Congress Releases Draft Federal Privacy Law with Potential Traction To Pass
The federal government has been trying to reach a consensus on data privacy and thus far has failed to pass legislation. On June 3, 2022, a bipartisan draft bill, titled the American Data Privacy and Protection Act was released by the Committee on Energy and Commerce. The bill intends to provide comprehensive data privacy legislation, including the development of a uniform, national data privacy framework and robust set of consumer privacy rights.
A covered entity for purposes of the draft bill is defined as “any entity or person that collects, processes, or transfers covered data” and is subject to the Federal Trade Commission Act, is a common carrier under the Communications Act of 1934, or is an organization not organized to carry on business for their own profit or that of their members.
Per the draft, the new act would be carried out by a new bureau within the Federal Trade Commission (FTC). Interestingly, the proposed legislation would preempt similar state laws, though excludes the CCPA/CPRA in California and the BIPA and the GIPA in Illinois from that preemption.
The draft bill covers a wide swath of data consumer privacy issues from data collection to civil rights and algorithms. The following are some highlights of note:
Data Collection Requirements
The draft legislation imposes a duty on all covered entities not to unnecessarily collect or use covered data with covered data being defined broadly as “information that identifies or is linked or reasonably linkable to an individual or a device that identifies or is linked or reasonably linkable to 1 or more individuals, including derived data and unique identifiers”. The FTC would be charged with issuing additional guidance regarding what is reasonably necessary, proportionate, and limited for purposes of collecting data.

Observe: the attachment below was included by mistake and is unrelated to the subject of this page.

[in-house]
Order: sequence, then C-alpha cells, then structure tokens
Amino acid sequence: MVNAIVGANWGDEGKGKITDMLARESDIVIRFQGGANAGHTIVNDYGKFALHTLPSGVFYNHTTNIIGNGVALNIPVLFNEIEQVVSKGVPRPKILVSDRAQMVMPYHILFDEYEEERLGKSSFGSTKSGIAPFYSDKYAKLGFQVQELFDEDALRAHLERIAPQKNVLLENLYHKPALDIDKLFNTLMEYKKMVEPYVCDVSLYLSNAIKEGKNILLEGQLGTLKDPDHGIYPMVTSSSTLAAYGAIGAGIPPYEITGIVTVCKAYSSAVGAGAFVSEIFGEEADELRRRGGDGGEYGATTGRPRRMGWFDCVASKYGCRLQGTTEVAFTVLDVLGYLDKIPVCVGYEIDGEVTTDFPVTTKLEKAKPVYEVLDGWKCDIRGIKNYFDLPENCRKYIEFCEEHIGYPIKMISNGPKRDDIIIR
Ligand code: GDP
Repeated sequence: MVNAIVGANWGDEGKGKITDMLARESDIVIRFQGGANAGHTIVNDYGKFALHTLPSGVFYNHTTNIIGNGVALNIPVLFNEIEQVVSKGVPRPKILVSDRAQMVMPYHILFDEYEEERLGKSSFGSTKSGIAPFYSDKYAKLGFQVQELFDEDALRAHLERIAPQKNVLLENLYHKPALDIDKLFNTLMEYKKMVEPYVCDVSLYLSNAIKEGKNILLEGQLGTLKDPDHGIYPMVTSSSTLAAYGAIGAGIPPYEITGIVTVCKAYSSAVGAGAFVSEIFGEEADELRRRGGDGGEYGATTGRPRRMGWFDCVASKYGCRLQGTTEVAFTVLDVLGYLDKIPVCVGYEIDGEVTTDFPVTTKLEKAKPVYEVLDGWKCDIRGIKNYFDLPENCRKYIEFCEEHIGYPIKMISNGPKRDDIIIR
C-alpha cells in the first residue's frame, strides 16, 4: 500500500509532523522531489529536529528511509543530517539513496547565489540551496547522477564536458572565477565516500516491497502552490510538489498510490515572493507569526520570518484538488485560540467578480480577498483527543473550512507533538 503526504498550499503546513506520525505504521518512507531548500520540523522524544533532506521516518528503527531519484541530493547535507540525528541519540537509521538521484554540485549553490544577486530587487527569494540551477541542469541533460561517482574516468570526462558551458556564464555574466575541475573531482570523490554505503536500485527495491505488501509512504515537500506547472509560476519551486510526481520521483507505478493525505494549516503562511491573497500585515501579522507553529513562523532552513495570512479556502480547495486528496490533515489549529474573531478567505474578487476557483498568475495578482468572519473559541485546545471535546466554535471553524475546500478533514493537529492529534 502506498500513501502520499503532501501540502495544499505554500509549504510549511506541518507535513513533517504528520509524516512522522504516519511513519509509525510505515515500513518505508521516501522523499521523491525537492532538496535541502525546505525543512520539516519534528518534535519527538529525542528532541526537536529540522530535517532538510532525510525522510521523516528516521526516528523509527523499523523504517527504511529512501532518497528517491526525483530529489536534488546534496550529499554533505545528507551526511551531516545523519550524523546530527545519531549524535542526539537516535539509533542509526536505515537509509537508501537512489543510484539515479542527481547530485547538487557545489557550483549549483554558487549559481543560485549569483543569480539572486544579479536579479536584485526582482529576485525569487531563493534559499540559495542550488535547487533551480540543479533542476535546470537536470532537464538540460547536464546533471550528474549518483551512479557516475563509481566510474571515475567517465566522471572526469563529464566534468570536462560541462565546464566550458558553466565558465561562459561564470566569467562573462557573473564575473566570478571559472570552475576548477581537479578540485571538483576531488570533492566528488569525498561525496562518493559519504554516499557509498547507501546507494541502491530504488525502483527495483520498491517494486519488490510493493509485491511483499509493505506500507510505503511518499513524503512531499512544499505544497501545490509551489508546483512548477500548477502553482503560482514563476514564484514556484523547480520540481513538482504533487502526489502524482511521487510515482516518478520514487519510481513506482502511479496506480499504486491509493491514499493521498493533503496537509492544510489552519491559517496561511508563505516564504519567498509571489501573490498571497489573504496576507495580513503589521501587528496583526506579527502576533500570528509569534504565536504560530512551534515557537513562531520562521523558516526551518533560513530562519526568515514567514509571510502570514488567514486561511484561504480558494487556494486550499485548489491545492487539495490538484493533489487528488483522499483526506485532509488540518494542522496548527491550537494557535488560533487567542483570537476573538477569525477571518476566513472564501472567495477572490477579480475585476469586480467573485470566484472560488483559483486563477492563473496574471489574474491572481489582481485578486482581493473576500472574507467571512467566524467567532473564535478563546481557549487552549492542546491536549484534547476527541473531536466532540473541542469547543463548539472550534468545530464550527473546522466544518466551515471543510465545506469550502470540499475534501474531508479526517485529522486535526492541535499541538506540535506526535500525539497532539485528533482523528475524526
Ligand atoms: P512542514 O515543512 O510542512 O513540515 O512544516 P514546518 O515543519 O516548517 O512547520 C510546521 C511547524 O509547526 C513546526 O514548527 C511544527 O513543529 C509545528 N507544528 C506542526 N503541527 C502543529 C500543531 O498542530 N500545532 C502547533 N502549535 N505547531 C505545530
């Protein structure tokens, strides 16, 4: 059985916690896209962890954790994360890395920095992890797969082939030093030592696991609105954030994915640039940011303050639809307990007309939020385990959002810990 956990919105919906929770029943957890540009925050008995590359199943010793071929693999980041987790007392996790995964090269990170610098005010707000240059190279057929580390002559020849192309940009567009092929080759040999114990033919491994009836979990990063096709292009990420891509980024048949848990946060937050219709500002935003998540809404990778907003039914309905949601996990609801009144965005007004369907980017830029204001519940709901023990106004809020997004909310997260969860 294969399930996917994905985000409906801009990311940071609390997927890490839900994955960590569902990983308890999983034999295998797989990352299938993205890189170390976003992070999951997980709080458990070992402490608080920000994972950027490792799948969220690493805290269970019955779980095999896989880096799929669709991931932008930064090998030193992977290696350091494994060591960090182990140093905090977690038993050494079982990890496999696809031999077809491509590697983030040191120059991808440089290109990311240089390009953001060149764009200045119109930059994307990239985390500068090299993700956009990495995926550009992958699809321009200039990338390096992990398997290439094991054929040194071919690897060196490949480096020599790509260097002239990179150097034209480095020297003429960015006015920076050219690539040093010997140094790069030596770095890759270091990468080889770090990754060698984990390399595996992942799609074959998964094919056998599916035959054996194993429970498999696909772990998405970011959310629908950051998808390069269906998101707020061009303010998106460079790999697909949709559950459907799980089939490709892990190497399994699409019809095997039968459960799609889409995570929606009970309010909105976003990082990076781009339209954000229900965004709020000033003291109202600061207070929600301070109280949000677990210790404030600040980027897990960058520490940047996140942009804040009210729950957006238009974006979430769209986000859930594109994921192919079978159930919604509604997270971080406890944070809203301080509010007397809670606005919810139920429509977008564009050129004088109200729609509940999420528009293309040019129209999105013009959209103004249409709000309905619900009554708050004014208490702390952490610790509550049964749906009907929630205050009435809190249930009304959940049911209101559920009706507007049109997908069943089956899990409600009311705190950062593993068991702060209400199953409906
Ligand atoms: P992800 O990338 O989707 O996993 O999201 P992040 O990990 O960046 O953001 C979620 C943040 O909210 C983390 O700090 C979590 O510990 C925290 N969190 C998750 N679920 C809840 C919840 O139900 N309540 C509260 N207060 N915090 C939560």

Covered entities would have a duty to implement reasonable policies, practices, and procedures for collecting processing, and transferring covered data. Further, covered entities would be required to provide individuals with privacy policies detailing data processing, transfer, and security activities in a readily available and understandable manner. The policies would need to include contact information, the affiliates of the covered entity that it transfers covered data to, and the purposes of each category of covered data the entitled collects, processes, and transfers.
Covered entities would be prohibited from conditioning or effectively conditioning the provision or termination of services or products to individuals by having individuals waive any privacy rights established under the law.
There would be additional executive responsibility for large data holders, including requiring CEOs and privacy officers to annually certify that their company maintains reasonable internal controls and reporting structures for compliance with the statute.
Individual Rights Created
Individuals would be granted the right to access, correct, delete, and portability of, covered data that pertains to them. These are similar to many of the rights California residents have under the CCPA/CPRA. The right of access would include obtaining covered data in a human-readable and downloadable format that individuals can understand without expertise, the names of any other entities the data was transferred to, the categories of sources used to collect any covered data and the purposes for transferring the data.
Sensitive covered data, which includes items such as an individual’s health diagnosis, financial account information, biometric information, and government identifiers such as social security information, among other items, is prohibited from data collection without the individual’s affirmative consent.
Civil Rights and Algorithms
Unsurprisingly, algorithms, which were recently addressed by the EEOC and DOJ in guidance are also addressed in this draft legislation. Under the proposed legislation, covered entities may not collect, process, or transfer data in a manner that discriminates based on race, color, religion, national origin, gender, sexual orientation, or disability. This section of the law would require those large data holders that use algorithms to assess their algorithms annually and submit annual impact assessments to the FTC.